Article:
NBA head coaches do not always command the full attention of their teams during timeouts in February. Their guys are sometimes watching the Red Panda as the coach sketches out an inbounds play on his dry erase clipboard.
Sometimes that’s even understandable.
In late May, however, with the playoff stakes driving all eyes towards that coach’s every word, a guy like Gregg Popovich or Scott Brooks can win you a game or two by what he draws out on that same board. These seven-game series are usually won by a series of adjustments. Whichever team makes and executes those best ones wins.
For the San Antonio Spurs heading into Game Two, there are not too many things they might want to change.
Maybe play with that “nasty” Pop was looking for a little sooner. Go wire to wire with nastiness possibly. But, other than that, the Thunder will have to adjust to what the Spurs did in Game One if they want to even things up.
Which means Oklahoma City will have to stop allowing San Antonio to execute like a fleet of basketball-playing machines, calibrated at the highest levels of Naismithian deadliness, and try to at least bother them some on that end of the floor.
I’m not sure how they do that though (NBA teams have tried and failed at it all year). Tony Parker and Tim Duncan look like the same two guys who swept LeBron James and the Cleveland Cavaliers five seasons ago, so it will be difficult.
But while the Spurs should not change much, if anything, I do not think, the only “adjustment” I would make if I was them is to keep letting Russell Westbrook shoot more.
Nothing against Russell, and I know he is going to hit his fair share, but I would keep doing everything I could to make sure Durant is double- and triple-teamed. Take him as far out of the game as possible. Then let Westbrook take him the rest of the way out of it by leaving him open and allowing him to shoot as many 18- to 22-foot jumpers as he can before his arm falls off.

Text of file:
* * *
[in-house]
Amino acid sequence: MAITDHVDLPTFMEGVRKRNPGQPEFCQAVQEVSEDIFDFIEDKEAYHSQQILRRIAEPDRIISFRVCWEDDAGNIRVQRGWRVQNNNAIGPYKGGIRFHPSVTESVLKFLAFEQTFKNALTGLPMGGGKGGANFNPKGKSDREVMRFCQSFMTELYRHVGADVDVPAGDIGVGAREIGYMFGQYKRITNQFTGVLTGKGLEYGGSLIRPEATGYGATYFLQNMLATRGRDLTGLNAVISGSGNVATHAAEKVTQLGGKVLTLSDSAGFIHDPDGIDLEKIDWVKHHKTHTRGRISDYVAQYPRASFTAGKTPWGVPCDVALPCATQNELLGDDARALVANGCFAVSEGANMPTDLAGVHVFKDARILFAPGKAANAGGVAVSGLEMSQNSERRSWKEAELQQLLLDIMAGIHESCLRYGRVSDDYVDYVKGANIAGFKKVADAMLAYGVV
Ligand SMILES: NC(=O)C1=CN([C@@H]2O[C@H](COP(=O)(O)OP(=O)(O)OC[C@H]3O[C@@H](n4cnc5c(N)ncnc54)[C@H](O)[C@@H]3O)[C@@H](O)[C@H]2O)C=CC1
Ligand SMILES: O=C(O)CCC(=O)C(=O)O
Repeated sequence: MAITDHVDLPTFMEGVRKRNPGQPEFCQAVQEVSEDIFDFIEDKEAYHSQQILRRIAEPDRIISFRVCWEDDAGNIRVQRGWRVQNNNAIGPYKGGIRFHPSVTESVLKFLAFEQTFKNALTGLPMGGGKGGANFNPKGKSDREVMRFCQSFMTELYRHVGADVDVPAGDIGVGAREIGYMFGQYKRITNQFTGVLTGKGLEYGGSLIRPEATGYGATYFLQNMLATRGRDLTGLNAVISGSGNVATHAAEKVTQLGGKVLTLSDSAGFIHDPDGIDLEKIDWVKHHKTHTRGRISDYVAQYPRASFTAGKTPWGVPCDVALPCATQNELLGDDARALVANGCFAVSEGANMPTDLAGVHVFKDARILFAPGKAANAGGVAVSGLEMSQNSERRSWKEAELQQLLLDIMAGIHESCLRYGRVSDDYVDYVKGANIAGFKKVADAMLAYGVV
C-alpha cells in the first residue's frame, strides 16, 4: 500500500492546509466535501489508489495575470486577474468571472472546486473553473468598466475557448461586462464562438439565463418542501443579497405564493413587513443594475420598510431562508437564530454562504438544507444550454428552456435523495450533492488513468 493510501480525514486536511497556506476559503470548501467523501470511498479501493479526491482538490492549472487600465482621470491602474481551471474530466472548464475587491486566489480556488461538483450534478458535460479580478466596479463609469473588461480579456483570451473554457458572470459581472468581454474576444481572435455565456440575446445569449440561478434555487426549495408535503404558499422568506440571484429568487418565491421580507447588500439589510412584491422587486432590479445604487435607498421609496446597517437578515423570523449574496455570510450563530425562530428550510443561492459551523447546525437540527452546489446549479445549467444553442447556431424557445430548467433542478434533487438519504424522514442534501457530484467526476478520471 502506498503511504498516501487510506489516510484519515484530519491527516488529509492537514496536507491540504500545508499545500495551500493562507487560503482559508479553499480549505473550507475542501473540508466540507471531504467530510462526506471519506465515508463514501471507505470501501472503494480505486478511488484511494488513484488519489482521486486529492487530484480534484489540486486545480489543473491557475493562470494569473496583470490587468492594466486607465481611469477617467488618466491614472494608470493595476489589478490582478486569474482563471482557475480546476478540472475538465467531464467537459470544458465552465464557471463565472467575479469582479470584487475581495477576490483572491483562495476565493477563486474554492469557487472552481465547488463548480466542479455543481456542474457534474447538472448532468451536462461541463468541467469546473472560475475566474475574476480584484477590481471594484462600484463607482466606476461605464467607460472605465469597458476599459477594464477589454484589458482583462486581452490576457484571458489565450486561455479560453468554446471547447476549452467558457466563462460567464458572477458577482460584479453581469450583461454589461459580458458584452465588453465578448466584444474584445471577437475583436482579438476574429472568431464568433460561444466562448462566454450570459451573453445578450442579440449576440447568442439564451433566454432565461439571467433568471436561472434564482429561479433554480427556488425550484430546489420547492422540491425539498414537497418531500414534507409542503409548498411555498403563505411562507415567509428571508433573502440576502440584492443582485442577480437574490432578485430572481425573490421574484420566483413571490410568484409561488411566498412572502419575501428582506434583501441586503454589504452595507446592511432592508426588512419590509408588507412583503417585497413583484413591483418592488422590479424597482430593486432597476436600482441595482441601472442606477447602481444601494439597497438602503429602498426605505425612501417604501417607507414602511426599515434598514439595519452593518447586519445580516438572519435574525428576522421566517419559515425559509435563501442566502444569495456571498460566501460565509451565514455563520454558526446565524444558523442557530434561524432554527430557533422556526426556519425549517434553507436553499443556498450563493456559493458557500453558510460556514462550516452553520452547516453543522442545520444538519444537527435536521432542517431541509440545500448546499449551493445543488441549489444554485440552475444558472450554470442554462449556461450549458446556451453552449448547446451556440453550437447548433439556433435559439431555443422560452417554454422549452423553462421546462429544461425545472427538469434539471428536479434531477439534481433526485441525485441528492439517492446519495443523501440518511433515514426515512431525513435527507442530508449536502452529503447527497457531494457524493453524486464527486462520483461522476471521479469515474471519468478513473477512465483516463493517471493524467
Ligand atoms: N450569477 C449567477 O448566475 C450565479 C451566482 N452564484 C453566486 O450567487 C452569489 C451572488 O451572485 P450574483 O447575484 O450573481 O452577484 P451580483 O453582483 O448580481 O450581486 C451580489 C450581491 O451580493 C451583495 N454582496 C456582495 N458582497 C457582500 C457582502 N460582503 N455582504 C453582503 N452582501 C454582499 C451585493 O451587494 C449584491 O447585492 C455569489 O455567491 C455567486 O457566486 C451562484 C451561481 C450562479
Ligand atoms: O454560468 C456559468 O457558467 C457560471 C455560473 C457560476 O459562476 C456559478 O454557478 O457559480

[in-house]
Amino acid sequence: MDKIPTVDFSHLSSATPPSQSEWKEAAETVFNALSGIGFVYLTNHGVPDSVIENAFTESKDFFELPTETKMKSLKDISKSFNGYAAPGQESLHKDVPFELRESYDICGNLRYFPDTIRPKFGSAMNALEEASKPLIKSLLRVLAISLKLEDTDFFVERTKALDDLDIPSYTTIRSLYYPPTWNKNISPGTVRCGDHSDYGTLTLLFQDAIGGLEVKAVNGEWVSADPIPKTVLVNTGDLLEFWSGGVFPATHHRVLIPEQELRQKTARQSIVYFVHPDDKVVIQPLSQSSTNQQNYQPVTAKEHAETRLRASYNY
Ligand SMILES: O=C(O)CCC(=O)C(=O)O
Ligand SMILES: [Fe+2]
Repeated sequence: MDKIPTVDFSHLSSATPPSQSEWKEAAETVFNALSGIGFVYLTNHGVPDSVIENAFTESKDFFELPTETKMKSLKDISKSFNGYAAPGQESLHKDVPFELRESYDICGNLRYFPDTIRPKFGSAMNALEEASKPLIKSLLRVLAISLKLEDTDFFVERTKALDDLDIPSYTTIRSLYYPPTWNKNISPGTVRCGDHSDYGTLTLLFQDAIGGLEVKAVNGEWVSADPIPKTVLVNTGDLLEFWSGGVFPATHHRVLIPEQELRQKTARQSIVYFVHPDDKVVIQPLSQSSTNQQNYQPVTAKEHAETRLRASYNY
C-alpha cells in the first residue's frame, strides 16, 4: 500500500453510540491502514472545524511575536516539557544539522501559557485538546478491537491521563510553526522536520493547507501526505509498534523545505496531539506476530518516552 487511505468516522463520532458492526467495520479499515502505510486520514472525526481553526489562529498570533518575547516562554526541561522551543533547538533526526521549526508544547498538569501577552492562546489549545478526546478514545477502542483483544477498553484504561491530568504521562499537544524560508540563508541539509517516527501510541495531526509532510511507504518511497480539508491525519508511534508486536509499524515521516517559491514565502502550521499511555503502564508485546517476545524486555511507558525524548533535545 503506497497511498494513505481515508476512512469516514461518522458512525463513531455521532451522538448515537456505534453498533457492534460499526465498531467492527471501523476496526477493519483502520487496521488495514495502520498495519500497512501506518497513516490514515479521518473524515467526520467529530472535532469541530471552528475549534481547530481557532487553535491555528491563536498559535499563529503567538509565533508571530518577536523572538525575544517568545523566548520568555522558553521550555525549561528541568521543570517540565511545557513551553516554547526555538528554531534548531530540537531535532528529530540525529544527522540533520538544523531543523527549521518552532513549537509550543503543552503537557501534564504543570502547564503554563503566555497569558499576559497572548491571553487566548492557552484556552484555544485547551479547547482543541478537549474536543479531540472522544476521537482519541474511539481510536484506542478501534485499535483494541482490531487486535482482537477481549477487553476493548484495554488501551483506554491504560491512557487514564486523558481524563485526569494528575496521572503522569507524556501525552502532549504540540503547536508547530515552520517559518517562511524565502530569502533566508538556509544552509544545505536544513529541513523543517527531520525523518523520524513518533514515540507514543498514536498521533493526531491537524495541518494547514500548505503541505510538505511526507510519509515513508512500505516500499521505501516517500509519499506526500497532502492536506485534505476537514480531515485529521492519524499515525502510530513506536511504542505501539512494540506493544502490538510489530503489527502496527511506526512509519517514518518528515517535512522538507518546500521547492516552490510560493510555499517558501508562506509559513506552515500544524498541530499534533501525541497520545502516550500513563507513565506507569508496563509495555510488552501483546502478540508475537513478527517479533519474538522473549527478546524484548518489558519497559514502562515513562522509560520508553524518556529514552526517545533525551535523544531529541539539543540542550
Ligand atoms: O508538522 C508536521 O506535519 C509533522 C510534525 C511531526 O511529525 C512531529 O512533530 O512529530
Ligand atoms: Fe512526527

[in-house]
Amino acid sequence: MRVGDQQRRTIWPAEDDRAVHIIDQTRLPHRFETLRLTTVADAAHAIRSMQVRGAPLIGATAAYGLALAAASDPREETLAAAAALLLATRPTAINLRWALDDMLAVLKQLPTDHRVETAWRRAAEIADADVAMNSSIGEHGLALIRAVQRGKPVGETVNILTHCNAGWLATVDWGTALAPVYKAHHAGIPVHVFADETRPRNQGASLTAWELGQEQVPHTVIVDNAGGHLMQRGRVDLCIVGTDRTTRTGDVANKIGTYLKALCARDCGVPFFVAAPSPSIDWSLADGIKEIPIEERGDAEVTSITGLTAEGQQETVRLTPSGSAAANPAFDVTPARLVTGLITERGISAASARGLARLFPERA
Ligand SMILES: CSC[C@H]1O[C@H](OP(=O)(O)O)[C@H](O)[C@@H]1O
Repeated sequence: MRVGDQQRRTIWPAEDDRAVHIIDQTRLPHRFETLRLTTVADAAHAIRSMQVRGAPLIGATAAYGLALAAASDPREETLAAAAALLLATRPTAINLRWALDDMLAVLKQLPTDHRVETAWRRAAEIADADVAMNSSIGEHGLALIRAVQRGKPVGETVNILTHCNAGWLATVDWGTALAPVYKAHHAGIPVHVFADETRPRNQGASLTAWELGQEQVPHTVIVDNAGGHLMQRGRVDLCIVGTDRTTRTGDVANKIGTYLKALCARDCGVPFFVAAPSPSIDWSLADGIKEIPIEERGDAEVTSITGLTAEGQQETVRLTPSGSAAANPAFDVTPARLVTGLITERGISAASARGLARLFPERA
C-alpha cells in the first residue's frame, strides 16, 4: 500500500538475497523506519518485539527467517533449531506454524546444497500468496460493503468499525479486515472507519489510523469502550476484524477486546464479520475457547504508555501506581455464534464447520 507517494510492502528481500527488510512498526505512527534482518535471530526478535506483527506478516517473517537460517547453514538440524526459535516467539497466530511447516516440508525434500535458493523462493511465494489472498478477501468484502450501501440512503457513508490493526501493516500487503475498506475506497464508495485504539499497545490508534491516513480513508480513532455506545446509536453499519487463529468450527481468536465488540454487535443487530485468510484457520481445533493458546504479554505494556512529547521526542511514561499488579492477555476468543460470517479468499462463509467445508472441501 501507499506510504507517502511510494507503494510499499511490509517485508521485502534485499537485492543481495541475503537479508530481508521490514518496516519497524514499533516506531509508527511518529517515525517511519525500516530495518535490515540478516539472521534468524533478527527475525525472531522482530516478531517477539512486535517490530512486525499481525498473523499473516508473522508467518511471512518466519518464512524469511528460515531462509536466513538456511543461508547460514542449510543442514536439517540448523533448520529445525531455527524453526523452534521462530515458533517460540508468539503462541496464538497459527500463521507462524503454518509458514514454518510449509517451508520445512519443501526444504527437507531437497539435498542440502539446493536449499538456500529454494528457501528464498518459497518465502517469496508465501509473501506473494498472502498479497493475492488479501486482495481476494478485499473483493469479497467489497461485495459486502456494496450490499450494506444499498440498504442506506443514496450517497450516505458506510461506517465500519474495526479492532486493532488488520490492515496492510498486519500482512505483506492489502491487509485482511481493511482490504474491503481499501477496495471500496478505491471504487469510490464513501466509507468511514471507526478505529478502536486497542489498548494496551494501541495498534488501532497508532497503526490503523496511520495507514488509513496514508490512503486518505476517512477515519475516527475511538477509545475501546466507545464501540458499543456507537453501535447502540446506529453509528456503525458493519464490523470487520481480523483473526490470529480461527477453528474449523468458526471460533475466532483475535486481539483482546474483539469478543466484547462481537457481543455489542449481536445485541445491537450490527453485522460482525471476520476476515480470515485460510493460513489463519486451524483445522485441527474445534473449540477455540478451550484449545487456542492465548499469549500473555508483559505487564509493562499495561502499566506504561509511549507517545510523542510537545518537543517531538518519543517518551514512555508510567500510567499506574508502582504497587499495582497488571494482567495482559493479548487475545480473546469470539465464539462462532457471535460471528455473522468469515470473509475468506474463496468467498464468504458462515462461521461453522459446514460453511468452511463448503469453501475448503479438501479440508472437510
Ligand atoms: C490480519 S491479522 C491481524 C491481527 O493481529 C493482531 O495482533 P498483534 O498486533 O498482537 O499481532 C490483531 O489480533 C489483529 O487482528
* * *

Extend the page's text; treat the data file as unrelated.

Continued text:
Offensively for San Antonio I do not change a thing. Defensively I would not really change anything there with Westbrook either, because I think that was Pop’s idea to an extent heading into the first one.
If I am Oklahoma City, I need to run some sort of set where Kevin Durant catches the basketball coming off a screen heading toward or attacking the basket. Maybe he even needs to post up at the top of the key, catch the ball at that proveribal place they call the nail at the top of the free throw line, and let him go to work from there.
I would also play Serge Ibaka more because he is one of their best players, especially at the defensive end where Manu Ginobili and company had free reign into the paint throughout the fourth quarter. I may even play Kendrick Perkins less because he does not really do anything to impact the game at all. Playing Perk over Ibaka last time out was a mistake. Sitting Serge as much as they did in general was a mistake too. Ibaka is needed to defend the rim, Perkins is not doing that.
Offensively, I would tell Russell to be careful settling for those jump shots too. I would want him aggressive, don’t want to take that shot out of his hands, but he also has to know that nobody can really guard him if he attacks the rim anyways even if the jumper is there.
He is a freak athlete, and I am not sure Tiago Splitter and Tim Duncan can block his shot in there.
The last thing I do if I am Oklahoma City is hope that Harden snaps the hell out of his shooting funk from Game One. He cannot have that game he had last time out if the Thunder want to make this a series.
Durant will play better because he’s Durant. Ibaka will play more because Brooks had to see the same things I just mentioned. Westbrook will miss some shots but he is more mature than he was last year. But Harden needs to ball the hell out.
If he doesn’t, the Spurs may wrap this thing up before the Thunder ever get that chance to wear them down. Game Two tonight at 8:30 ET.